I believe it is very important for children to learn basic housekeeping skills at an early age. By participating in the day to day tasks around the house, I believe that children learn self confidence, independent and critical thinking skills and gain a sense of spatial awareness and keen observation skills. So, quite by accident, I've created a course in housekeeping. (Plus, my greatest fears is that they'll bring their laundry home to me after they've gone! If I teach them how to do it now..maybe..I'll be spared in the future)
- By the end of this course your child should have basic knowledge of the following housekeeping tools: broom, mop, vacuum, dusting cloths, toilet brushes and rags.
- By the end of this course your child should have mastered basic housekeeping equipment such as the washing machine, dryer and dishwasher.
- By the end of this course your child will have basic knowledge of and instruction on the use of various chemical and natural cleaning supplies and handling/disposal of such material.
- By the end of this course your child should understand what it means to sacrifice for good of others
- By the end of this course your child should understand how caring for what one has been given is good stewardship
- By the end of this course your child should understand that by sharing in the daily housekeeping responsibilities they are assisting in the families overall well-being and happiness.
Discuss the importance of house keeping with your children. Ask your children what would happen if certain daily tasks did not get accomplished. Have the children discuss an instance when a daily task did not get accomplished and how it affected the entire family. Discuss with your children the virtues that can be learned by day to day housekeeping, such as: cleanliness, commitment, cooperation, helpfulness, generosity, orderliness and patience.
Gather your children together. Create a list of daily housekeeping tasks and discuss them with your children. You should outline the responsibilities of each task . Allow the children to choose the tasks they would like to complete each day. Be sure to consider the age of the child vs. task level of difficulty. Young children may not be able to run the washing machine but can learn to fold and put away dried clothing. Older children should choose more challenging tasks and leave the easier ones to their younger siblings.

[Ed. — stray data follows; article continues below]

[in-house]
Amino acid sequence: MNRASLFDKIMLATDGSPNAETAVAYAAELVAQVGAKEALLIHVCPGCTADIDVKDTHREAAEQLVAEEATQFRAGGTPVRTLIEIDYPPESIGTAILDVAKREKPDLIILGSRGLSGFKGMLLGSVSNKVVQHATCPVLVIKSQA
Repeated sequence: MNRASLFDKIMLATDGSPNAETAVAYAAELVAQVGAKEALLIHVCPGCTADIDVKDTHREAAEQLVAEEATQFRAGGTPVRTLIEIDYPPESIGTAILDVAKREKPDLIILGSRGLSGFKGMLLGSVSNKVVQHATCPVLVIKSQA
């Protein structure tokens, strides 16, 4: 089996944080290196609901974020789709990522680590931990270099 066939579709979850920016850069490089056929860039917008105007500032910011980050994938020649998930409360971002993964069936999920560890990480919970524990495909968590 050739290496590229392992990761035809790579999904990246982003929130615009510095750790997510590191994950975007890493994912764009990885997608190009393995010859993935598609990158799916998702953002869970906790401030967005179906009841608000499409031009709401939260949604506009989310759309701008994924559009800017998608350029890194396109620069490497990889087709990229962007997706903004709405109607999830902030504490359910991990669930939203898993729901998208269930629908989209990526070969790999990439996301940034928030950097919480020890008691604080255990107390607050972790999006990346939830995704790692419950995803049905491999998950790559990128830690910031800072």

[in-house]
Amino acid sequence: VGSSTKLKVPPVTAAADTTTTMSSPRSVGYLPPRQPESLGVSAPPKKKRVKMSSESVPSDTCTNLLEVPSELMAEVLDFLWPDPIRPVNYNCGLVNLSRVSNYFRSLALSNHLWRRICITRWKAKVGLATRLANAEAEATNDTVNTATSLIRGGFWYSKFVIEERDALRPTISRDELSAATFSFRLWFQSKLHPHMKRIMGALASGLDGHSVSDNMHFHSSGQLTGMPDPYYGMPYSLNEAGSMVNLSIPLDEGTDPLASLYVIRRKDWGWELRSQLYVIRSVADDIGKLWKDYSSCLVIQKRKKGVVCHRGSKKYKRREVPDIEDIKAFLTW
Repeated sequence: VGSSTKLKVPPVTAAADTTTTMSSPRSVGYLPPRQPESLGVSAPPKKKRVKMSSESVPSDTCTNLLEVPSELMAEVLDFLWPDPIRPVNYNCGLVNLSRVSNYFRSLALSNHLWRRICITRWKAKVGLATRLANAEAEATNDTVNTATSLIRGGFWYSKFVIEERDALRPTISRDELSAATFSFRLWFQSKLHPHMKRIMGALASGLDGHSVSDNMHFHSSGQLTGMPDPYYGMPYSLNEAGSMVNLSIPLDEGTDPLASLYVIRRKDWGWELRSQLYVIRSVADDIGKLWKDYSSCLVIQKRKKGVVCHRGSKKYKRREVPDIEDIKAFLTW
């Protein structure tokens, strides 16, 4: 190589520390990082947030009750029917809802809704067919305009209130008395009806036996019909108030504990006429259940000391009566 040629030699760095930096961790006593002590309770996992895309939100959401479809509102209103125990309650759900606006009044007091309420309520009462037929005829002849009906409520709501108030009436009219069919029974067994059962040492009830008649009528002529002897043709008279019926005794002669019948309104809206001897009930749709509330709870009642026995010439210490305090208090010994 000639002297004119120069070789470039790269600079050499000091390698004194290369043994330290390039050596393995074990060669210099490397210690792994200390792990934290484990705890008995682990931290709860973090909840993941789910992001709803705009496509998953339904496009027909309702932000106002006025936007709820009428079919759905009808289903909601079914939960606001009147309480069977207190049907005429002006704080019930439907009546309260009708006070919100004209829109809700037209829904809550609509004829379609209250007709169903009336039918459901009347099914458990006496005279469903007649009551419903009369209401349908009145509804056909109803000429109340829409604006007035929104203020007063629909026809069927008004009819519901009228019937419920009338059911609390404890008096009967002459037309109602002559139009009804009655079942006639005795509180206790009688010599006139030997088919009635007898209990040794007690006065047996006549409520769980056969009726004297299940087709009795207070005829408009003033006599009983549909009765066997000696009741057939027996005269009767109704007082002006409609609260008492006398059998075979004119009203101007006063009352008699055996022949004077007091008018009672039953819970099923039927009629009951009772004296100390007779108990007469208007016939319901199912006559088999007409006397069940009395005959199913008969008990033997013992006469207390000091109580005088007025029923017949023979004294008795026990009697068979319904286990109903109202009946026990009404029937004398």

Discuss with your children the importance of reading cleaning supply labels carefully. Children should wear gloves when dealing with cleaning supplies. Explain different types of natural cleansers, such as baking soda, lemon juice and water and vinegar and their uses. Young children can assist in dusting and sweeping without coming into contact with cleansers.
Talk with your children about suitable rewards for completing their tasks well. Follow through with rewards and don't forget surprise rewards are always fun
Gather the children together often to discuss how their participation in the day to day housekeeping responsibilities has benefited them and the family. Praise and recognition go a long way!
(I had my oldest read this to "critique" my lesson plan..I asked him have you learned the virtues I mentioned above...he sort of paused and shrugging his shoulders said, "cleanliness?" Let's just say, some kids take longer than others to master the virtues) (He made a speedy getaway as I chased after him with the broom!)